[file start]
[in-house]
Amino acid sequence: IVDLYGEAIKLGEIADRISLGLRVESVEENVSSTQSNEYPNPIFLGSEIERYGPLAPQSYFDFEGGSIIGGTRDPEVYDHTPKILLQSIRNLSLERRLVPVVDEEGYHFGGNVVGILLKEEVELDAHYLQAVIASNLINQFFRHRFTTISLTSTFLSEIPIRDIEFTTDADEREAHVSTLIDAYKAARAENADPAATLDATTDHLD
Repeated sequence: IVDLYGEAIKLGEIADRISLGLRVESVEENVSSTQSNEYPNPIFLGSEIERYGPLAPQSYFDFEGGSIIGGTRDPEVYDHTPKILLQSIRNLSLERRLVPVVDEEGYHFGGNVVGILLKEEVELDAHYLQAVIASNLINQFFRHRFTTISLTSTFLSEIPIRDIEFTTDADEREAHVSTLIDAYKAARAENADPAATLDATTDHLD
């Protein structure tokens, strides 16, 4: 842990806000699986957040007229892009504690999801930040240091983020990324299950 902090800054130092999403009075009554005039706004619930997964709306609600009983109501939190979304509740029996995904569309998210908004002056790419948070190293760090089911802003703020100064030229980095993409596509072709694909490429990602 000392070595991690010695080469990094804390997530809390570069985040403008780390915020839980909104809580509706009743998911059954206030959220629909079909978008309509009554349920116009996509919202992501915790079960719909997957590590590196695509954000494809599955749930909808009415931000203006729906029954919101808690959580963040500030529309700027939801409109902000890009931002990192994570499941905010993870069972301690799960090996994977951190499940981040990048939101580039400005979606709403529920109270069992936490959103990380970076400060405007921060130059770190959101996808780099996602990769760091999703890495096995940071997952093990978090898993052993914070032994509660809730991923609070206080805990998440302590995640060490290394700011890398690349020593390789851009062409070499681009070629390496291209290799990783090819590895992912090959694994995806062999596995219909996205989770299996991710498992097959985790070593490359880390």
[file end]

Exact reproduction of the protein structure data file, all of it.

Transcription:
[in-house]
Amino acid sequence: IVDLYGEAIKLGEIADRISLGLRVESVEENVSSTQSNEYPNPIFLGSEIERYGPLAPQSYFDFEGGSIIGGTRDPEVYDHTPKILLQSIRNLSLERRLVPVVDEEGYHFGGNVVGILLKEEVELDAHYLQAVIASNLINQFFRHRFTTISLTSTFLSEIPIRDIEFTTDADEREAHVSTLIDAYKAARAENADPAATLDATTDHLD
Repeated sequence: IVDLYGEAIKLGEIADRISLGLRVESVEENVSSTQSNEYPNPIFLGSEIERYGPLAPQSYFDFEGGSIIGGTRDPEVYDHTPKILLQSIRNLSLERRLVPVVDEEGYHFGGNVVGILLKEEVELDAHYLQAVIASNLINQFFRHRFTTISLTSTFLSEIPIRDIEFTTDADEREAHVSTLIDAYKAARAENADPAATLDATTDHLD
């Protein structure tokens, strides 16, 4: 842990806000699986957040007229892009504690999801930040240091983020990324299950 902090800054130092999403009075009554005039706004619930997964709306609600009983109501939190979304509740029996995904569309998210908004002056790419948070190293760090089911802003703020100064030229980095993409596509072709694909490429990602 000392070595991690010695080469990094804390997530809390570069985040403008780390915020839980909104809580509706009743998911059954206030959220629909079909978008309509009554349920116009996509919202992501915790079960719909997957590590590196695509954000494809599955749930909808009415931000203006729906029954919101808690959580963040500030529309700027939801409109902000890009931002990192994570499941905010993870069972301690799960090996994977951190499940981040990048939101580039400005979606709403529920109270069992936490959103990380970076400060405007921060130059770190959101996808780099996602990769760091999703890495096995940071997952093990978090898993052993914070032994509660809730991923609070206080805990998440302590995640060490290394700011890398690349020593390789851009062409070499681009070629390496291209290799990783090819590895992912090959694994995806062999596995219909996205989770299996991710498992097959985790070593490359880390």